You may think that the dirtiest spot in your kitchen lurks inside your garbage can or in a sink full of unwashed dishes, but the truth is, the most bacteria just may be hidden in your cup of morning coffee. The science team at CBS just did a spotlight study testing the bacterial levels in 10 one-cup coffee makers (like Keurig and Nespresso) used by 10 different families across Chicago. The results? Eight of the 10 coffee makers showed high levels of bacteria in the water samples, in the machine, or in both places.
Microbiologist Roman Golash, who works at the lab in Loyola University, where the testing took place, did determine that older coffee maker models were more likely to have bacteria than newer models that had been cleaned out regularly. The most common bacteria samples found were staphylococcus, streptococcus, and bacillus cereus, and — most troubling of all — E. coli. “The latter type of bacteria is definitely something to be concerned about,” Golash said.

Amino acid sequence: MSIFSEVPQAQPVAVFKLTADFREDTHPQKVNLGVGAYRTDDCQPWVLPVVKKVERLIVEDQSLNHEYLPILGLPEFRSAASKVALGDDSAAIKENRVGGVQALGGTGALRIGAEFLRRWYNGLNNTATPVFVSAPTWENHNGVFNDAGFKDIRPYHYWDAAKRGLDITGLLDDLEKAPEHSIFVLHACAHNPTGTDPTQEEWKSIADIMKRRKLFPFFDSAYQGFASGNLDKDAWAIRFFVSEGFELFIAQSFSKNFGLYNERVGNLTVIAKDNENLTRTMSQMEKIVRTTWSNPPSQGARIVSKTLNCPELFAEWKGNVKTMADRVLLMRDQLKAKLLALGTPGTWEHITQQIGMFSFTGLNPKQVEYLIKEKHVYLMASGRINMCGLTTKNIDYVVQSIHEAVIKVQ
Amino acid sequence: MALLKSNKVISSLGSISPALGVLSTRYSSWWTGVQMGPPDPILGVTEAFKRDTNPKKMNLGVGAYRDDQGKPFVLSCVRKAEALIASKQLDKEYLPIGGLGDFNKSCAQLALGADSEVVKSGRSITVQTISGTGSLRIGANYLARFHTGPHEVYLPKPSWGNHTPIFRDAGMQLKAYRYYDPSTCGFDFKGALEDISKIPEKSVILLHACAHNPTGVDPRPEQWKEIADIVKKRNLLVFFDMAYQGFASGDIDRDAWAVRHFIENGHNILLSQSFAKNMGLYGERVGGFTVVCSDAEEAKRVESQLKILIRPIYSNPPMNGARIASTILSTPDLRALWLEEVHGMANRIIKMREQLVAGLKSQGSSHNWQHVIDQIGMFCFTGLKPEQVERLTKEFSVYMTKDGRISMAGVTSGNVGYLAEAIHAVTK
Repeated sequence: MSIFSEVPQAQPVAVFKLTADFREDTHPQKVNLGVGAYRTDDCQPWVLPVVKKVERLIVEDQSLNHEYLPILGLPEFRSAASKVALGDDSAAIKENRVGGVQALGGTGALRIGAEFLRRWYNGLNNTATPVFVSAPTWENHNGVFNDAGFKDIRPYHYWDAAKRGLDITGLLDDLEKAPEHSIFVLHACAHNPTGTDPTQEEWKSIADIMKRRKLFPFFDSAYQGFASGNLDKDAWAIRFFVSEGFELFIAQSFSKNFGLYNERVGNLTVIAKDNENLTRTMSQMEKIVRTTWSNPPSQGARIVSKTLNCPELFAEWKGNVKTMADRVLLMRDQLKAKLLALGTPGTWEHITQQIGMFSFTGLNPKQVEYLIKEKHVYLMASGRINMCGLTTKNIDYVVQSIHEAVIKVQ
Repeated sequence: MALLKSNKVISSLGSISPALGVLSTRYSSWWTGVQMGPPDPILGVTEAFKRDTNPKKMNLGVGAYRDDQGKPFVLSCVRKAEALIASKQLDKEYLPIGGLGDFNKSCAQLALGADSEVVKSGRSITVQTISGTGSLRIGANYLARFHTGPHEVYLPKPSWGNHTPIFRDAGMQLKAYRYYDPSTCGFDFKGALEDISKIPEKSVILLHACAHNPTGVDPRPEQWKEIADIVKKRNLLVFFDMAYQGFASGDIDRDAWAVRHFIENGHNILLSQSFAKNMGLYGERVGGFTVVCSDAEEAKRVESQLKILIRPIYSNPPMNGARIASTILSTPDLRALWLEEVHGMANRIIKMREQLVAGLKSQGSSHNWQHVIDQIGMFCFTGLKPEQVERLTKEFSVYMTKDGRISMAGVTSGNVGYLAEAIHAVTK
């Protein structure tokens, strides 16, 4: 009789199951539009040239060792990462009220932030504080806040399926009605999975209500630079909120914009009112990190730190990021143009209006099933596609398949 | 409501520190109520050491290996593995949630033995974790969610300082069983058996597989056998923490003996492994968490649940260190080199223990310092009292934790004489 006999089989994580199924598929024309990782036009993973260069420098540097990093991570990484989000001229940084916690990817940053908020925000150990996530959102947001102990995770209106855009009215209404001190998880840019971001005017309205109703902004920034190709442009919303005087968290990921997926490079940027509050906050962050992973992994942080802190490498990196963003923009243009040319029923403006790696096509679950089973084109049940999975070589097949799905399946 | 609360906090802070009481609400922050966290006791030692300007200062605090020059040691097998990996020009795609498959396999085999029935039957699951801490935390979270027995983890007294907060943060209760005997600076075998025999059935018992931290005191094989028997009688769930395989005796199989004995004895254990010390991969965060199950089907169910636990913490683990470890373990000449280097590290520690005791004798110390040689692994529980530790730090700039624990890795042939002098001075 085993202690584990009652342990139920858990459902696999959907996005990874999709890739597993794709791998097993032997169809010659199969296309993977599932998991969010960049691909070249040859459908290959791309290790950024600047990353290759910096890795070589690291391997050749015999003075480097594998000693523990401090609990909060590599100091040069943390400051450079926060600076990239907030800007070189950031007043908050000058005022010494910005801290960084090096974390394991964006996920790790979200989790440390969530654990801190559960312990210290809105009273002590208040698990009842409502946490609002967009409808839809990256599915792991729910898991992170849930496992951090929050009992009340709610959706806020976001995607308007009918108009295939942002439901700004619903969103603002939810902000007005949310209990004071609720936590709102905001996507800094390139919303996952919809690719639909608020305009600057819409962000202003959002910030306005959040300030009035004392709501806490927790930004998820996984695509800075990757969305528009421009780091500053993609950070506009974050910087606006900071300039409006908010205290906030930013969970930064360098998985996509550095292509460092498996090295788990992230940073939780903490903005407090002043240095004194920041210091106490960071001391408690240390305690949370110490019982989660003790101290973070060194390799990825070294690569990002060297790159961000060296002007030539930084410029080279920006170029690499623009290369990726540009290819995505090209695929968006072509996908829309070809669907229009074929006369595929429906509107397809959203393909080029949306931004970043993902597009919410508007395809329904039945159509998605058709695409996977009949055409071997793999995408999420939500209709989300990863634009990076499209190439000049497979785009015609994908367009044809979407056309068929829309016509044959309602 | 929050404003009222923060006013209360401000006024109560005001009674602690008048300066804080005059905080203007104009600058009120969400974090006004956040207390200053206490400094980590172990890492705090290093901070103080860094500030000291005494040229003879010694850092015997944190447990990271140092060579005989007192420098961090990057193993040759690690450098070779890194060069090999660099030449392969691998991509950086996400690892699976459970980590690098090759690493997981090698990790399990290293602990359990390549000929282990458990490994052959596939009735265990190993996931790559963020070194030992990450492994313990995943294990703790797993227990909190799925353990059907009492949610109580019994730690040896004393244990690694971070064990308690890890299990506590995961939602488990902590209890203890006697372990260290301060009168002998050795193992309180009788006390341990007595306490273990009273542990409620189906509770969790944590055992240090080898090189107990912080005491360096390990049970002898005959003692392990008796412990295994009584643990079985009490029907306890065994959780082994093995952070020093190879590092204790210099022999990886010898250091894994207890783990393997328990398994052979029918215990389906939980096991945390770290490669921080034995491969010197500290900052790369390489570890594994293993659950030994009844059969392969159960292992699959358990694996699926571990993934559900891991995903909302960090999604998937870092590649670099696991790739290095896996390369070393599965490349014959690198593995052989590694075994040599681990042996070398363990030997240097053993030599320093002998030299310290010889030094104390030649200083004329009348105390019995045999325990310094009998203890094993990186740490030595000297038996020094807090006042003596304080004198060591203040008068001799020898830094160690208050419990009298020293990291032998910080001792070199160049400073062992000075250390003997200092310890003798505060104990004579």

And it’s true. Even though most people are more likely to clean the visual stuff in their kitchens — wiping down the countertops and scrubbing stains from dishes — both Keurig and Nespresso recommend cleaning their products regularly. Descale your one-cup coffee maker every three to six months (cleaning can also be done with vinegar).